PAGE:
Gray Cook and Erwan Le Corre: The Benefits of Self-Limiting Exercise
Self-limiting exercise is often difficult, but that may just be what produces authentic movement. Gray Cook and Erwan LeCorre demonstrate with simple balance beam exercises.
Gray Cook: It’s so different to watch their movements as soon as you impose the board. Everything gets more serious, even though it’s only two inches high— we notice the exact same thing on the inline lunge test in the FMS, because the elevated platform, for some reason, is much different than a piece of tape on the carpet or the ground.
So, we see people do things when we impose that little extra bit of difficulty that produces, to us, what we think is their authentic movement.
If it’s not functional, we want to capture that so we can remedy it.
I just have one question for you. If you walked out and did five of those movements in a row without a fall, would there be any question in your mind (whether Erwan was here or not) of if your quality at least acceptable?
“Yeah. Oh, Yeah.”
You get the feedback right away. If you fall off, you know that the rep doesn’t count and if you don’t fall off, you at least had the integrity. It had nothing to do with your strength and it basically had to do with your mobility—but the way that you use your mobility is actually your stability. You’re limited by the two-by-four and now if the coaches happen to look away, your feedback is still at a high enough level—which to me is what self-limiting exercise is—and so many of us who may train without supervision . . . the coach or trainer is not always there—self-limiting exercises are what our ancestors used to become adaptable.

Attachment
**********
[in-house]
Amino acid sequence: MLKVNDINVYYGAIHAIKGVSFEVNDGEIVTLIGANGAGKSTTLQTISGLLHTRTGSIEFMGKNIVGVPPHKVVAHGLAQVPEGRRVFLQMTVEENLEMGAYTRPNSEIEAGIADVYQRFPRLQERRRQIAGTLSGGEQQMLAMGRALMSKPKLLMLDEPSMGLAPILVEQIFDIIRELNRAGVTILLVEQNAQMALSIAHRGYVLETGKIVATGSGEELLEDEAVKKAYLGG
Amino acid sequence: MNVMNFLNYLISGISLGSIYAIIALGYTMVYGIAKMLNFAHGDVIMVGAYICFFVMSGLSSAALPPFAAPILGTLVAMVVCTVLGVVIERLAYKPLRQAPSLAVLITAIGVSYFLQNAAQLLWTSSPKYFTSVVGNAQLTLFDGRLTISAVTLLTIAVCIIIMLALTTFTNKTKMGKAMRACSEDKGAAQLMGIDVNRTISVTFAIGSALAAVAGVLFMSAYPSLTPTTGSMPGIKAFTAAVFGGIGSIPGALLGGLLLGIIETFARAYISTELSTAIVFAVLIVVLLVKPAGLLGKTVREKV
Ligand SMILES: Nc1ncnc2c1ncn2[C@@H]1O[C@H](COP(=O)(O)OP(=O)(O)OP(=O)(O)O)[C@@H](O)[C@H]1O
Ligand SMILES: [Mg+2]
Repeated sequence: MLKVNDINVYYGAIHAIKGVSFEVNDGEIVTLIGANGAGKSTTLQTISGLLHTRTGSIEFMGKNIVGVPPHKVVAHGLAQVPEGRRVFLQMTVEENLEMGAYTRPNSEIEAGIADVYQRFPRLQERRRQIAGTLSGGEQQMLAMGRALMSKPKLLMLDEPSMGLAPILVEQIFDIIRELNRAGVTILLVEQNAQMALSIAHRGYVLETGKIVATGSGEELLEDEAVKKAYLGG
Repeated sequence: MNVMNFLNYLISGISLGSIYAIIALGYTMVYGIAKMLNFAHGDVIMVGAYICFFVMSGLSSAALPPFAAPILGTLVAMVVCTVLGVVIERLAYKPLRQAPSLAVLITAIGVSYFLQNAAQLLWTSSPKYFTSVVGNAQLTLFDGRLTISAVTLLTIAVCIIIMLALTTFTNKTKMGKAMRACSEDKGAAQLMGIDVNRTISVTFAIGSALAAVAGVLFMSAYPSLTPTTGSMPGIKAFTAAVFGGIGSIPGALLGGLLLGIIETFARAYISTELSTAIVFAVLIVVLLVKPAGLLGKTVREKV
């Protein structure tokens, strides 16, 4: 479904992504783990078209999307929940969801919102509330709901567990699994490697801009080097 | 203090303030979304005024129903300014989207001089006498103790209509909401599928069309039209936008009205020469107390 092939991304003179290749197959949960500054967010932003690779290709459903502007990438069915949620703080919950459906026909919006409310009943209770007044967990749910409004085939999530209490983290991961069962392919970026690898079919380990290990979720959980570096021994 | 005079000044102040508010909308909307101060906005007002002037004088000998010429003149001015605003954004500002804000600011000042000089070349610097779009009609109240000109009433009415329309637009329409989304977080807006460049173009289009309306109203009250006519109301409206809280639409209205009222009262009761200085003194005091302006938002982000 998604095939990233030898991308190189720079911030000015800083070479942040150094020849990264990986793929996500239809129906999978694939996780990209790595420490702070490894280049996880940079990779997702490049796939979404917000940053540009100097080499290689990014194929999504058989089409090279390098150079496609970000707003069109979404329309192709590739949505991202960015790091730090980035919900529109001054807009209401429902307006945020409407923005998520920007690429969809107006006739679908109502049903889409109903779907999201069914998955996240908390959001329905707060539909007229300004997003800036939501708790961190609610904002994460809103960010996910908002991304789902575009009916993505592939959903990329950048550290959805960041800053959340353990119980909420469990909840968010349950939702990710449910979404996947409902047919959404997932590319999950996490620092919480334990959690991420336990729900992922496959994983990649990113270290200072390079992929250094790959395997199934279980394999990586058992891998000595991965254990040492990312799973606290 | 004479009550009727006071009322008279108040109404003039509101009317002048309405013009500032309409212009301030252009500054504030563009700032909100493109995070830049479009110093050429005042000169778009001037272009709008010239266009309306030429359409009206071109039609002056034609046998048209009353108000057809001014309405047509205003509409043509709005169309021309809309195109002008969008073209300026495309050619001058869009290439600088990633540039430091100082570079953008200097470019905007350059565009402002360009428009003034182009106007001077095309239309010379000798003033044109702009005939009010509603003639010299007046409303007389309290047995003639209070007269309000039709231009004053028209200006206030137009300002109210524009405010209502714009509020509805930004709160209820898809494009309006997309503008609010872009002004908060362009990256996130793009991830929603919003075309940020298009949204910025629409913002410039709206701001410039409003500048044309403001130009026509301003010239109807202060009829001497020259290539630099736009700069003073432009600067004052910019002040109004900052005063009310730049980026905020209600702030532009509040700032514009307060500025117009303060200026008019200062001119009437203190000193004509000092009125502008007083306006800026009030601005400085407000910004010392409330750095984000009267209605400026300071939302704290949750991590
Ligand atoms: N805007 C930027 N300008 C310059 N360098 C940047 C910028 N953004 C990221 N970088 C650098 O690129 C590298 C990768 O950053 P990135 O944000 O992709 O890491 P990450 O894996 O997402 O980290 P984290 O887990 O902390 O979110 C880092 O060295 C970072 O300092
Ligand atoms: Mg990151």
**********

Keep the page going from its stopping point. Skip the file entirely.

What we’ve done, many times, is to remove the limitations so people could burn more calories and get their endorphins flowing and yet, the quality of movement continues to erode as they expend their calories.
Sometimes, I literally think we shun the self-limiting exercise because we can’t get the volume we think we need. Five of those is plenty of volume, because your quality deteriorates right after that.
Do those reps really count anyway?
Erwan Le Corre: Exactly. That’s what we emphasize in MovNat: Establish movement quality first and then increase volume, intensity and complexity. It means that we are interested in conditioning, but that conditioning is not something we have to do first. It is something that stems from the practice of the in-context movement.
Gray: It sounds like we have a new term: conditional conditioning. There are conditions to your conditioning.
Erwan: There are conditions to your conditioning.